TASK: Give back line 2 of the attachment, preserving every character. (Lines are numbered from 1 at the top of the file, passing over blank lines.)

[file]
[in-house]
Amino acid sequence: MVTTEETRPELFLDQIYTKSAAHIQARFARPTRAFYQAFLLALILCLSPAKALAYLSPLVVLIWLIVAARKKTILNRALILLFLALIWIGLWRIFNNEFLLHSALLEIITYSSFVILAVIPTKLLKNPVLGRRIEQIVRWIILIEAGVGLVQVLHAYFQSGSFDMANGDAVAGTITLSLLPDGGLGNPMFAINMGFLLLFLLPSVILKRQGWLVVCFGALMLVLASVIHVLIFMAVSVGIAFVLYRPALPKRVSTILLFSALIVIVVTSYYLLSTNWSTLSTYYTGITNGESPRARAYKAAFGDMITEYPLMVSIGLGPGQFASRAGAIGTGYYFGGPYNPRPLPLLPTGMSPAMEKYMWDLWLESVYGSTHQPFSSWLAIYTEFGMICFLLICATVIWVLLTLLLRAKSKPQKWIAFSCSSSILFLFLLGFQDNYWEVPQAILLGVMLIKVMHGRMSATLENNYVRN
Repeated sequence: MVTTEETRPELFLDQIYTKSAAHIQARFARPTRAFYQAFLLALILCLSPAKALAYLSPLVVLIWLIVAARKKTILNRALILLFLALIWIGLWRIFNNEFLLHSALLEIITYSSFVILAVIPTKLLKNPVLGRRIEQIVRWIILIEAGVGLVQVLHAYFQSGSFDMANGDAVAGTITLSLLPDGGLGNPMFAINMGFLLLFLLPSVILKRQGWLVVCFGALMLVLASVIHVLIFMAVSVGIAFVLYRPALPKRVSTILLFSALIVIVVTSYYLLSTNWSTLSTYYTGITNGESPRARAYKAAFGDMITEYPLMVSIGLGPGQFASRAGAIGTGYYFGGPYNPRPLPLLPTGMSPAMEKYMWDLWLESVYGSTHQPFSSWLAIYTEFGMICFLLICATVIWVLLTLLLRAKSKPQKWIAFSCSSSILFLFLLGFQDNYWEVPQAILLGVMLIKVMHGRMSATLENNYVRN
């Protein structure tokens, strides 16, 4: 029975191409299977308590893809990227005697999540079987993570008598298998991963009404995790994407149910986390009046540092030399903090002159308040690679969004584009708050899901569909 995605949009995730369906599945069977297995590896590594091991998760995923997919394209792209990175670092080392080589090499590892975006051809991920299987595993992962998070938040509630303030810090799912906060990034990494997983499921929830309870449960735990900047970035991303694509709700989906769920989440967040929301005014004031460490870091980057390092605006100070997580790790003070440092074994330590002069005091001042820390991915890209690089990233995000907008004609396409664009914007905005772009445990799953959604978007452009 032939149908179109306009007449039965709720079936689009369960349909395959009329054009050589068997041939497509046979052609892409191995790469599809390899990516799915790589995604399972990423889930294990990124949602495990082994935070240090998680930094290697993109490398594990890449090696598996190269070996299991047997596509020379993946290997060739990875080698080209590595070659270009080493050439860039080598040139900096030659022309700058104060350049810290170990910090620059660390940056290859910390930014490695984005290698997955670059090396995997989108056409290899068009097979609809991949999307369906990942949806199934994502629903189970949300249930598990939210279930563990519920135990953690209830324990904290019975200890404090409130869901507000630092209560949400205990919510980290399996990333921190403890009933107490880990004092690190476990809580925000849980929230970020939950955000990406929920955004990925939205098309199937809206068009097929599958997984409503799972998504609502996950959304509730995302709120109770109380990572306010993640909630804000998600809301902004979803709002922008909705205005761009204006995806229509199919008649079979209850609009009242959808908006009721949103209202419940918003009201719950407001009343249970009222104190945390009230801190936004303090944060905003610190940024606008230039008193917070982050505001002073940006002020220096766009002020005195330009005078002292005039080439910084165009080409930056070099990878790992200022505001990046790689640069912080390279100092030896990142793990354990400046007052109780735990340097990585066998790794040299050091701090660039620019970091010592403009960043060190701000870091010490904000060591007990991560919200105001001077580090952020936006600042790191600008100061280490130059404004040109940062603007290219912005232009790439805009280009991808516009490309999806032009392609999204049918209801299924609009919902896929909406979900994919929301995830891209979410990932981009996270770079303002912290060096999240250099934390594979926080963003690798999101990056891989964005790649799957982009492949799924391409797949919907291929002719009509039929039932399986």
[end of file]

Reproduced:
Amino acid sequence: MVTTEETRPELFLDQIYTKSAAHIQARFARPTRAFYQAFLLALILCLSPAKALAYLSPLVVLIWLIVAARKKTILNRALILLFLALIWIGLWRIFNNEFLLHSALLEIITYSSFVILAVIPTKLLKNPVLGRRIEQIVRWIILIEAGVGLVQVLHAYFQSGSFDMANGDAVAGTITLSLLPDGGLGNPMFAINMGFLLLFLLPSVILKRQGWLVVCFGALMLVLASVIHVLIFMAVSVGIAFVLYRPALPKRVSTILLFSALIVIVVTSYYLLSTNWSTLSTYYTGITNGESPRARAYKAAFGDMITEYPLMVSIGLGPGQFASRAGAIGTGYYFGGPYNPRPLPLLPTGMSPAMEKYMWDLWLESVYGSTHQPFSSWLAIYTEFGMICFLLICATVIWVLLTLLLRAKSKPQKWIAFSCSSSILFLFLLGFQDNYWEVPQAILLGVMLIKVMHGRMSATLENNYVRN